Oakland – More than 10,000 people have signed a petition asking Gov. Gavin Newsom to release prisoners to stop the COVID-19 infections racing through San Quentin and other state prisons.
“These appointments speak volumes. I am extremely pleased and excited that there are two new highly professional and qualified African-American women judges appointed to the California Superior Court.”
Fourteen percent of San Francisco seniors live in poverty, and over 50 percent of the homeless are seniors, 44 percent of whom have become homeless in their 50s.
“For decades, college sports have generated billions for all involved except the very people most responsible for creating the wealth. That’s wrong.”
According to the California Department of Finance, one in five Californians pays more than 50 percent of their income for housing. With the medium home price in the nine Bay Area counties at $810,000 and the current market rate rent for a one-bedroom apartment at $3,000 to $3,500 per month, individuals and families are rapidly being forced to live in unhealthy tent encampments and in their vehicles.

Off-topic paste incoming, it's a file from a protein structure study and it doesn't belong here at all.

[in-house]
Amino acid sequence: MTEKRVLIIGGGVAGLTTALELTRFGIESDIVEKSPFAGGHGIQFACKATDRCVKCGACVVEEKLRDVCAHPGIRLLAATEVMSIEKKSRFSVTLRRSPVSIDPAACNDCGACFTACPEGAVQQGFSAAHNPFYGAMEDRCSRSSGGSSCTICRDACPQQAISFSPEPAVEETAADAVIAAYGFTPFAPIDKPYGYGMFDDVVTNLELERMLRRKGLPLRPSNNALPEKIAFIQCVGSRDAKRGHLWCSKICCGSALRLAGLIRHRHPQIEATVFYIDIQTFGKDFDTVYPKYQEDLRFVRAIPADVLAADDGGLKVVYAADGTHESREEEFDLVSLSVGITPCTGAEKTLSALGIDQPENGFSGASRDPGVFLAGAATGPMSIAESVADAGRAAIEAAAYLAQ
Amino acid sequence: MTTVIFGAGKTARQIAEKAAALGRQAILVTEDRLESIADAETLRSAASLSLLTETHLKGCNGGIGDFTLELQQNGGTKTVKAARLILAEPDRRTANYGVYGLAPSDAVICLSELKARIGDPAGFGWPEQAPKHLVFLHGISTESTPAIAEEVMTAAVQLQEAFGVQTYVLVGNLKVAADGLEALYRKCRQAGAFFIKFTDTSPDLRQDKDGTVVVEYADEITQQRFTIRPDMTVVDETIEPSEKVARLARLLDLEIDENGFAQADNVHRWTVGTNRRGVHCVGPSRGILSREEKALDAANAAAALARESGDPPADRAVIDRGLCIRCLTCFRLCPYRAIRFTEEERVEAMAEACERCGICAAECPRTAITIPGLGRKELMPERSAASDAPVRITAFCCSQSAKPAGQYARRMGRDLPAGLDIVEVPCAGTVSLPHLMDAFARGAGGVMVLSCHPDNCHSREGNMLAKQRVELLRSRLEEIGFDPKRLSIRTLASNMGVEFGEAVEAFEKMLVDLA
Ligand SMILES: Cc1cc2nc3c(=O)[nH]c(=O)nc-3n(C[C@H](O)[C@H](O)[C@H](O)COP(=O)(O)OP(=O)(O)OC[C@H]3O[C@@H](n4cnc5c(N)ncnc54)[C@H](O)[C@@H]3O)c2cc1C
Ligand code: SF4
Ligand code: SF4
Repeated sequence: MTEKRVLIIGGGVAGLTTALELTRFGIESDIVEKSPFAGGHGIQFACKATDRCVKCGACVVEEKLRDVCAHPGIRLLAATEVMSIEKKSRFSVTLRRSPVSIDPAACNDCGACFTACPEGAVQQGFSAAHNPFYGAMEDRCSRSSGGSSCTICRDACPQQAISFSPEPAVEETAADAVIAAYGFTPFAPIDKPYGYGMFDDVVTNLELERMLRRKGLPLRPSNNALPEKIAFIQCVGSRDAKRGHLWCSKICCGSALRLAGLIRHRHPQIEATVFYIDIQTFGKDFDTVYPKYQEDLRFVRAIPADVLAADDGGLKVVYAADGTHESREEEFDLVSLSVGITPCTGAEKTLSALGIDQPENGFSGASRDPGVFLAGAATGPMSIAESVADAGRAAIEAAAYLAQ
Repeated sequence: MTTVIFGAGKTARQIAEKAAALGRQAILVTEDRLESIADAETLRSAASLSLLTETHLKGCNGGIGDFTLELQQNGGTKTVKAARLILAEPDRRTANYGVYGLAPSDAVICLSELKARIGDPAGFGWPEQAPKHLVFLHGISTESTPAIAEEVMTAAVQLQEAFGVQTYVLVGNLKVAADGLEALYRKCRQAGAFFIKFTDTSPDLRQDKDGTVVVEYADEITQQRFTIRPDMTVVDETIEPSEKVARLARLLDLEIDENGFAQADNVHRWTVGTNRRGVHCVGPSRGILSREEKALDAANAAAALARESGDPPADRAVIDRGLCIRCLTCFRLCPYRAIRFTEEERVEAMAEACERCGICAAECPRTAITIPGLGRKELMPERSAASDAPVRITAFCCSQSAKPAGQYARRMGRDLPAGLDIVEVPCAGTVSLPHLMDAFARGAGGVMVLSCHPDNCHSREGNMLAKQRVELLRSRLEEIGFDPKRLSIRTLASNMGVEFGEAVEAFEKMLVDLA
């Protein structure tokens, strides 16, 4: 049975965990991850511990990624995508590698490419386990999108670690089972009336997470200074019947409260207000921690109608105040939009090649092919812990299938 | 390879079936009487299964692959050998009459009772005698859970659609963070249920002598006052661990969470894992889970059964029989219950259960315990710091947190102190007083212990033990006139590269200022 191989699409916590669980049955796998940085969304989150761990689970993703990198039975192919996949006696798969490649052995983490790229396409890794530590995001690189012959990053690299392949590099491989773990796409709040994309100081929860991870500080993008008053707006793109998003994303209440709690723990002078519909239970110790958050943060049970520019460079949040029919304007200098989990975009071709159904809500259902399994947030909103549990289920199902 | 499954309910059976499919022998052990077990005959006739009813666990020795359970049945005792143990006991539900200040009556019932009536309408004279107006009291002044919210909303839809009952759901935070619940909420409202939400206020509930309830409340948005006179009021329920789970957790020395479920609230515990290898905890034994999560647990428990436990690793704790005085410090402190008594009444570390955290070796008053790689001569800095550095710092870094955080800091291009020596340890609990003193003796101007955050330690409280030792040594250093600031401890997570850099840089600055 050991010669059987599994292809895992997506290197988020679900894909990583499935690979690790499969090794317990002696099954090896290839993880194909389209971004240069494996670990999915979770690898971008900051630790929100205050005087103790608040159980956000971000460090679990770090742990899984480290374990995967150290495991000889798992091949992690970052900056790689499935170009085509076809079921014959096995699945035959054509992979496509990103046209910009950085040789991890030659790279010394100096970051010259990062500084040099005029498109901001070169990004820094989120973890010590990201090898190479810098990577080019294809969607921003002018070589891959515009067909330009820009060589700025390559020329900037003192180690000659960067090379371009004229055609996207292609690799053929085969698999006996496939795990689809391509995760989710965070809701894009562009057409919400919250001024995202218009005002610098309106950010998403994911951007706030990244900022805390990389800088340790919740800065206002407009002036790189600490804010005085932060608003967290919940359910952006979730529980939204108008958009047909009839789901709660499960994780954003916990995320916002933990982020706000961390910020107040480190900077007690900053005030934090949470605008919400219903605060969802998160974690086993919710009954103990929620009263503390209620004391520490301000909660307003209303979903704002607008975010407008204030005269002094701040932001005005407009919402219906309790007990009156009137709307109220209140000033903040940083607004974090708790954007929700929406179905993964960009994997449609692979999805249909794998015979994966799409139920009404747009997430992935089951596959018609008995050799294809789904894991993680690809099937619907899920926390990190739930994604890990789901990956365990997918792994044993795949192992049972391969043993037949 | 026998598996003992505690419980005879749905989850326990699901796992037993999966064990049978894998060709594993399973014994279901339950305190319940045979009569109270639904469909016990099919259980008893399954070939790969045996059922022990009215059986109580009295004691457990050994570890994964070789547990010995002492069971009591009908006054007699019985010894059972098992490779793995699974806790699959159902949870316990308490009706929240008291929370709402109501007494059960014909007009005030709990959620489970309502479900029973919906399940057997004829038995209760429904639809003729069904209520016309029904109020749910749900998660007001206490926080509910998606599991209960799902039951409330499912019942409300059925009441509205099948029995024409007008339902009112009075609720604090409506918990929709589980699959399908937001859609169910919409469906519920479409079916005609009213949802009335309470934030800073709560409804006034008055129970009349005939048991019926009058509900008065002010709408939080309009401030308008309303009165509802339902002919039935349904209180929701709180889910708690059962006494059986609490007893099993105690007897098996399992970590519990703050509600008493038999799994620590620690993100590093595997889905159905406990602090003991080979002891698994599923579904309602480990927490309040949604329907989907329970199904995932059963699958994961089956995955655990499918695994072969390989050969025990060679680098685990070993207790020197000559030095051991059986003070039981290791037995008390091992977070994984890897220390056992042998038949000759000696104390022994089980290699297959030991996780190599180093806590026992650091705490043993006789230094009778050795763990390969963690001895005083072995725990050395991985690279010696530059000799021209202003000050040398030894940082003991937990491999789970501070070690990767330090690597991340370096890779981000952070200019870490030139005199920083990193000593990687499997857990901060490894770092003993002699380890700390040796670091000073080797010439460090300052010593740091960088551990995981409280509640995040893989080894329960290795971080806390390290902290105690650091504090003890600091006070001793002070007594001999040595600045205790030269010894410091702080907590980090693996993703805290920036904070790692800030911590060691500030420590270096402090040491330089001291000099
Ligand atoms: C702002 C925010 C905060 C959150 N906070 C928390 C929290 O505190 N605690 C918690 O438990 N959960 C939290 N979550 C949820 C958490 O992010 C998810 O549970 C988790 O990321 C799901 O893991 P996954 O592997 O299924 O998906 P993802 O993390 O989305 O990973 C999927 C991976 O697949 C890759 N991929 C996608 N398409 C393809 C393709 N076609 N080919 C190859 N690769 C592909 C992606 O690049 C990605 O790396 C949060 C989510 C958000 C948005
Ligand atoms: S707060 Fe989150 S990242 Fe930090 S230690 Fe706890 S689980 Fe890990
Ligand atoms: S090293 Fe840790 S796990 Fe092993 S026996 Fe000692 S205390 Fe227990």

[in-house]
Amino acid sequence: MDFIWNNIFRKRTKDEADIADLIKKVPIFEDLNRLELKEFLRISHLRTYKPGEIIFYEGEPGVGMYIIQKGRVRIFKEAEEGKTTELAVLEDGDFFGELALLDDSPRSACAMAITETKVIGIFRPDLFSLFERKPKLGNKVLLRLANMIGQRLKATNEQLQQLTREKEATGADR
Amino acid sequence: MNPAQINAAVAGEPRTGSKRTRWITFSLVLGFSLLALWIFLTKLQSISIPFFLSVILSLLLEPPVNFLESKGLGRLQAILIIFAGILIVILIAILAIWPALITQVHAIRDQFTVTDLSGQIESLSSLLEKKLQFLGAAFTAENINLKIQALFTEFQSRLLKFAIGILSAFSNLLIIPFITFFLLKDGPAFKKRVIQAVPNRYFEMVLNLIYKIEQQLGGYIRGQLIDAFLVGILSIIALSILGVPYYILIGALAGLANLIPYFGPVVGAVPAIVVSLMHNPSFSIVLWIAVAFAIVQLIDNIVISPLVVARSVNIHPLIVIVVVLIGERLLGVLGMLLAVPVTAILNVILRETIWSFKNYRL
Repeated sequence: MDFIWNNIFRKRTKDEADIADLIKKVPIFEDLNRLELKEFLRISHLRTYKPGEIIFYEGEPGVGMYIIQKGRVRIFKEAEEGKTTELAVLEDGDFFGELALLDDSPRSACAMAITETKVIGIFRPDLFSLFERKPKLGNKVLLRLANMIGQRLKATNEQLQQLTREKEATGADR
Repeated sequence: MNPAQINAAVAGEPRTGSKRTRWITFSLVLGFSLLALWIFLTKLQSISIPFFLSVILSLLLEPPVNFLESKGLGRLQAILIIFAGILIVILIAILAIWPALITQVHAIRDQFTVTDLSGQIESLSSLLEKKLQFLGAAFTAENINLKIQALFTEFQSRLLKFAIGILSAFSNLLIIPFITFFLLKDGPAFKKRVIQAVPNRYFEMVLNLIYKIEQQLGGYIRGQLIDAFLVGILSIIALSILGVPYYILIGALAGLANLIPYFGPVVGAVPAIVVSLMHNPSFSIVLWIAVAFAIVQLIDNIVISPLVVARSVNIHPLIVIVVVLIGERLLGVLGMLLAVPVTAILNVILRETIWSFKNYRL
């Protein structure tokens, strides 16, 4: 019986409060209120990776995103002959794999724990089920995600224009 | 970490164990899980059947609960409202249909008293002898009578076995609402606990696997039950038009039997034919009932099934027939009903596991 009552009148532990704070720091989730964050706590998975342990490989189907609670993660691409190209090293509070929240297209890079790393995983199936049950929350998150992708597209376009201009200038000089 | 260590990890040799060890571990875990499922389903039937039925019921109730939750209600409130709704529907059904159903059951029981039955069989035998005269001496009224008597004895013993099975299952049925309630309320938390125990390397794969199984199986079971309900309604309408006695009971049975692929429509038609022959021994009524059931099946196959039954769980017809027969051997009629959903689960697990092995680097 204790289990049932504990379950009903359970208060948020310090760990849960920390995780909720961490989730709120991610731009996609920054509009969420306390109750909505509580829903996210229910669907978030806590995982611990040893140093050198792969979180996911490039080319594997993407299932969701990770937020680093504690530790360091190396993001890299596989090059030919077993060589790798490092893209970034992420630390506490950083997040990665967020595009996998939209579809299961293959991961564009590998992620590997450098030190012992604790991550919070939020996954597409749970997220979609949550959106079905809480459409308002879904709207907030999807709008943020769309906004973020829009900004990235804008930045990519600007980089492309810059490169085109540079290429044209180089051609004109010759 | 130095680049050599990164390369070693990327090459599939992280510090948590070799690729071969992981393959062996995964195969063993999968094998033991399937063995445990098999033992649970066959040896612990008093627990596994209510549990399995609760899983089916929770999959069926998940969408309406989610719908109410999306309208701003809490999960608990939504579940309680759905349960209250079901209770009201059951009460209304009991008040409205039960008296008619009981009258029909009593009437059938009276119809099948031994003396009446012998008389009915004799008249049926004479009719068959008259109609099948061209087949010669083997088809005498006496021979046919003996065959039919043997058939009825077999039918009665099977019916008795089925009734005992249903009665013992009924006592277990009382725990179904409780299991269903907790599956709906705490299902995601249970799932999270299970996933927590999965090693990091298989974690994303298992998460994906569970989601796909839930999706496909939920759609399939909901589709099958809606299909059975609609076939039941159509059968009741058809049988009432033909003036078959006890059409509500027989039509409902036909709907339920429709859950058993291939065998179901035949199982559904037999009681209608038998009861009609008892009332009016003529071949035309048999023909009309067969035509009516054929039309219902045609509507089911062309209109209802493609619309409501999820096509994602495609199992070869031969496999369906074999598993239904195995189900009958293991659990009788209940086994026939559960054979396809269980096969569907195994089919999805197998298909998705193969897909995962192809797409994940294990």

“While the environment has changed from one of total abandonment and neglect to one of gentrification, the impacts upon the community are very similar.”
With San Francisco having climbed deeper into bed with Lennar thanks to Prop. G's passage, the bad news coming from Wall Street and beyond can't exactly be music to Mayor Gavin Newsom's ears.
Newsom and his political allies are backing the Proposition G transfer of City property to a private developer in what is likely the worst public-private partnership the Newsom administration has dreamed up.
Due to the toxicity of the land, Lennar is able to acquire land in poor areas, such as the Bayview, for next to nothing. Lennar then develops the area, building market value homes that current residents cannot afford, driving them out of their neighborhood.
More than once, the Navy has been charged with dishonesty and concealment in an effort to minimize the hazards it has created — and not just in Hunters Point.
A man who lives near the Shipyard called to say he’s been sick ever since the Navy’s 46-acre toxic landfill caught fire last August and to ask if a lawsuit is in the works.